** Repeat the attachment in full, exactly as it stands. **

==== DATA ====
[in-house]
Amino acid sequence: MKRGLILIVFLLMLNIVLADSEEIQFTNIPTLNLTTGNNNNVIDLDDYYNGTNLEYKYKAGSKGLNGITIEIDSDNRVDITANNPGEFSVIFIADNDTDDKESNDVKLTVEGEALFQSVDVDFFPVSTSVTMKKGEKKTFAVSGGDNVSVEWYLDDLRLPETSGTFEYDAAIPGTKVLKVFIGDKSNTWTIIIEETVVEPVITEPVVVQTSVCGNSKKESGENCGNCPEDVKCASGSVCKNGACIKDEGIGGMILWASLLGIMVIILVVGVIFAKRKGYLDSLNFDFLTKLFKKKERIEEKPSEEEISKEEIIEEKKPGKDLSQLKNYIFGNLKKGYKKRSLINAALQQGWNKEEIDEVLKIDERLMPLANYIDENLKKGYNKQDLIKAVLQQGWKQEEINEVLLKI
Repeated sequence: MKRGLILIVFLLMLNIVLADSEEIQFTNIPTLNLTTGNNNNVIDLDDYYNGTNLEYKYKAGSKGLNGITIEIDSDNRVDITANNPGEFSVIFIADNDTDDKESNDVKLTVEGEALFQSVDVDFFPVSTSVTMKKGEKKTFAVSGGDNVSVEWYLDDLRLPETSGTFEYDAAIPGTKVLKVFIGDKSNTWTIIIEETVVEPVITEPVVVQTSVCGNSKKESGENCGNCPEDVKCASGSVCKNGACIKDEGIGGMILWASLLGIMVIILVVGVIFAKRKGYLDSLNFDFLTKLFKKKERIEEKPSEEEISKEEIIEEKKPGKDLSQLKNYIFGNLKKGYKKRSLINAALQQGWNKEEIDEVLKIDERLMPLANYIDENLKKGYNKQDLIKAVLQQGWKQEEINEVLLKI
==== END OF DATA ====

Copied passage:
[in-house]
Amino acid sequence: MKRGLILIVFLLMLNIVLADSEEIQFTNIPTLNLTTGNNNNVIDLDDYYNGTNLEYKYKAGSKGLNGITIEIDSDNRVDITANNPGEFSVIFIADNDTDDKESNDVKLTVEGEALFQSVDVDFFPVSTSVTMKKGEKKTFAVSGGDNVSVEWYLDDLRLPETSGTFEYDAAIPGTKVLKVFIGDKSNTWTIIIEETVVEPVITEPVVVQTSVCGNSKKESGENCGNCPEDVKCASGSVCKNGACIKDEGIGGMILWASLLGIMVIILVVGVIFAKRKGYLDSLNFDFLTKLFKKKERIEEKPSEEEISKEEIIEEKKPGKDLSQLKNYIFGNLKKGYKKRSLINAALQQGWNKEEIDEVLKIDERLMPLANYIDENLKKGYNKQDLIKAVLQQGWKQEEINEVLLKI
Repeated sequence: MKRGLILIVFLLMLNIVLADSEEIQFTNIPTLNLTTGNNNNVIDLDDYYNGTNLEYKYKAGSKGLNGITIEIDSDNRVDITANNPGEFSVIFIADNDTDDKESNDVKLTVEGEALFQSVDVDFFPVSTSVTMKKGEKKTFAVSGGDNVSVEWYLDDLRLPETSGTFEYDAAIPGTKVLKVFIGDKSNTWTIIIEETVVEPVITEPVVVQTSVCGNSKKESGENCGNCPEDVKCASGSVCKNGACIKDEGIGGMILWASLLGIMVIILVVGVIFAKRKGYLDSLNFDFLTKLFKKKERIEEKPSEEEISKEEIIEEKKPGKDLSQLKNYIFGNLKKGYKKRSLINAALQQGWNKEEIDEVLKIDERLMPLANYIDENLKKGYNKQDLIKAVLQQGWKQEEINEVLLKI